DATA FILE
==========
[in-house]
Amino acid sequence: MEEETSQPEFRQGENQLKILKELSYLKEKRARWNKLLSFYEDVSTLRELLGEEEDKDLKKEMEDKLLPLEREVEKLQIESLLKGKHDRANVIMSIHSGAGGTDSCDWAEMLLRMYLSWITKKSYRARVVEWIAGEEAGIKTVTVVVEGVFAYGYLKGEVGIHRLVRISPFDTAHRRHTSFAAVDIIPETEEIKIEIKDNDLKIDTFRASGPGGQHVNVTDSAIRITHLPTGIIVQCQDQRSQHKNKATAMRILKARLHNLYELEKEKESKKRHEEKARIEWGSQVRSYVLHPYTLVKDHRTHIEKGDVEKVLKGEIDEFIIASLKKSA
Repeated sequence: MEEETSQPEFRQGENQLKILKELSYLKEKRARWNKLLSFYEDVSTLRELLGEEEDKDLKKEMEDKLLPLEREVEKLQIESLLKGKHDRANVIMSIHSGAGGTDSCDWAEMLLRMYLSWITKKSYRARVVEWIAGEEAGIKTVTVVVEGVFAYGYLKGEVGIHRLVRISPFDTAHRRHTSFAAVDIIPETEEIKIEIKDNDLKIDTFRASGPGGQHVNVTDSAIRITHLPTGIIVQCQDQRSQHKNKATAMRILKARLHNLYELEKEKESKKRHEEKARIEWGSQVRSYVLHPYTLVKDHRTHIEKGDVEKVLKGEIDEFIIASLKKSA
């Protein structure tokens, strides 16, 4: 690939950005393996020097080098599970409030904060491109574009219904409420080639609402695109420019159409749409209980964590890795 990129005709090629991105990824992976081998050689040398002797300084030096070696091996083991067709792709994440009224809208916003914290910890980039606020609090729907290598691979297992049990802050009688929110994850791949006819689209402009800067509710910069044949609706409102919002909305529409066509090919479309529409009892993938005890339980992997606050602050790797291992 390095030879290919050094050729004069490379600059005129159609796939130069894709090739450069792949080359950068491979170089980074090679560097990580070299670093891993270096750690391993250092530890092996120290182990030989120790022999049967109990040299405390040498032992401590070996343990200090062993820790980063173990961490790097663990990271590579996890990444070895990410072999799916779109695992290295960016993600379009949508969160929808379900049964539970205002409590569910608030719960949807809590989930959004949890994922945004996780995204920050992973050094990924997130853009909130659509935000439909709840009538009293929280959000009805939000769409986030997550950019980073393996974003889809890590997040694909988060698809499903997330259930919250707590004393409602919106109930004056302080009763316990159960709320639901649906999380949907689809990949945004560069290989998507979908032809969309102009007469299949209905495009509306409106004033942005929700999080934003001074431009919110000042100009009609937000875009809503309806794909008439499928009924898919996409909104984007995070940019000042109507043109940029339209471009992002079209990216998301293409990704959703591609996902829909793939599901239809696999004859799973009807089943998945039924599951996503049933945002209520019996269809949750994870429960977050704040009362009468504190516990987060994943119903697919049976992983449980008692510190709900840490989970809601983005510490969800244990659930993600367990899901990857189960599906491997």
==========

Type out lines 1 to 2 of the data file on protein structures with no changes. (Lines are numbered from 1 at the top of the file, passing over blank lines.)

[in-house]
Amino acid sequence: MEEETSQPEFRQGENQLKILKELSYLKEKRARWNKLLSFYEDVSTLRELLGEEEDKDLKKEMEDKLLPLEREVEKLQIESLLKGKHDRANVIMSIHSGAGGTDSCDWAEMLLRMYLSWITKKSYRARVVEWIAGEEAGIKTVTVVVEGVFAYGYLKGEVGIHRLVRISPFDTAHRRHTSFAAVDIIPETEEIKIEIKDNDLKIDTFRASGPGGQHVNVTDSAIRITHLPTGIIVQCQDQRSQHKNKATAMRILKARLHNLYELEKEKESKKRHEEKARIEWGSQVRSYVLHPYTLVKDHRTHIEKGDVEKVLKGEIDEFIIASLKKSA